During the Olympic Games, people see the fastest and strongest athletes earn gold, silver, and bronze medals. But how much do you know about the medals themselves?
At the 1912 Summer Olympic Games in Stockholm, Sweden, two Native Americans became world famous with stunning victories in track and field by taking first and second places.
Wilma Rudolph suffered several childhood illnesses, including polio. She overcame all of them to win three gold medals at the Summer Olympics of 1960, earning her the title of the fastest female in the world.
The story of Bob Beamon, his sensational long jump world record and my own failure to emulate him, 25 years later.
Billions are spent building brand-new, state-of-the-art venues for the Olympics. But what happens after the Games leave? A sad trend these days is to simply abandon them to decay and rot.
The Olympic motto of “Faster, Higher, Stronger” has sometimes encompassed events that might surprise you.
Murray corrected the reporter: "Venus and Serena [Williams] have won about four [gold medals] each." It's always nice to see someone remind people to check their facts.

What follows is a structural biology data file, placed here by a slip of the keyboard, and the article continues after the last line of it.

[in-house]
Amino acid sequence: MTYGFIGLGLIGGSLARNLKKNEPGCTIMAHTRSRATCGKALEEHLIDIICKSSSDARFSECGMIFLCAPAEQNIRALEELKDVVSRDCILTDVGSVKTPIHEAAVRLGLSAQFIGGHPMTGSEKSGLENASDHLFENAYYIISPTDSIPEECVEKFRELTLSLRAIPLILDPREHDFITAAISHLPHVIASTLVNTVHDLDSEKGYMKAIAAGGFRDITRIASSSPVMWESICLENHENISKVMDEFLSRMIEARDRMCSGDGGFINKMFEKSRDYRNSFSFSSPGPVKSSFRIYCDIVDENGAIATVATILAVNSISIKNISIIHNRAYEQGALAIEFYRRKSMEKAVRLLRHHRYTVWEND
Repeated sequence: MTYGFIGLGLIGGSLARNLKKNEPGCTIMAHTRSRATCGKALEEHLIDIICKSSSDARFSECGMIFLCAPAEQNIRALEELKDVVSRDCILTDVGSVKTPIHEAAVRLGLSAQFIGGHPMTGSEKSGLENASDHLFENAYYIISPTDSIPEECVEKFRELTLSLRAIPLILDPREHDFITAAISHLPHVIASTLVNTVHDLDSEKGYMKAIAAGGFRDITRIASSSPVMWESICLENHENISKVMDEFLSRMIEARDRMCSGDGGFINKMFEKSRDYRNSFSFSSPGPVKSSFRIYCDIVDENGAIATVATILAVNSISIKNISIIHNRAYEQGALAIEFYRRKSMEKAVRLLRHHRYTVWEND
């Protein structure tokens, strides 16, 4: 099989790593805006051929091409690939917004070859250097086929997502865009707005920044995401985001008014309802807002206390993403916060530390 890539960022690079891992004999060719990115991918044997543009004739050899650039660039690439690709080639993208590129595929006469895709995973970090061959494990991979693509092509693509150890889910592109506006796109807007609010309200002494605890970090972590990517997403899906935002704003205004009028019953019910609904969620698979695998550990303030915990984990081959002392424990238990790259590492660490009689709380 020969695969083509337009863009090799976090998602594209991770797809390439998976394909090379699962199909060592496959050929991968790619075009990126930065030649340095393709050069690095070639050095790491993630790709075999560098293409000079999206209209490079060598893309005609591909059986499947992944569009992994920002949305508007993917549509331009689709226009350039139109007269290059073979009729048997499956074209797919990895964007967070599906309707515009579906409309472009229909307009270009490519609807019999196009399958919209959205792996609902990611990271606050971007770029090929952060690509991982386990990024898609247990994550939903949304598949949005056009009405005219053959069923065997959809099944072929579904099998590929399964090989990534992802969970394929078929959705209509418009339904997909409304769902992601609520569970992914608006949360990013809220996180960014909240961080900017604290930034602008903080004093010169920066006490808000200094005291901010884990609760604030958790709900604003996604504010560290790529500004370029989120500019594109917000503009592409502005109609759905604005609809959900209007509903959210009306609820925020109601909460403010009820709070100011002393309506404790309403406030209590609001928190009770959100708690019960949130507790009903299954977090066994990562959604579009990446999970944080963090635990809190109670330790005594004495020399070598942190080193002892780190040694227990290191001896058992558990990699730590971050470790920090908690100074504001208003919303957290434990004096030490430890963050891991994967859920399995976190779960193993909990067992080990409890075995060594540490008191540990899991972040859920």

Meet the five athletes, as well as the three alternates, who comprise the 2016 USA Women's Olympics Gymnastics Team. Read interesting personal information on each woman, such as athletic expertise, hometown, age, height, and more.
It takes a great amount of talent and determination to earn a gold medal in your sport, and a spot in Olympic history. And that is exactly what these eight Olympic greats have done.
This guide covers 11 amazing facts about the 2014 Winter Olympics in Sochi, as well as everything you need to know about the Winter Olympics in general.
Take a look at some of the history and trivia associated with the Olympic Games. Learn when the first Olympics was held (Ancient, Wenlock and Modern), what the medals are made of and the most successful athletes and countries in Olympics history... and much more!
The modern Olympic games capture the world's attention every two years. Unfortunately, tragic accidents and murder in the modern Olympic Games have taken the lives of some dedicated athletes.
Jesse Owens was the star athlete of the 1936 Berlin "Nazi" Olympic Games. A four-time gold medalist, he is one of the most celebrated U.S. track and field athletes in history.
Regarding some athletes' thoughtless words and deeds at the 2016 Olympics: You're at the Olympics to represent your country and display sportsmanship, not be a jerk.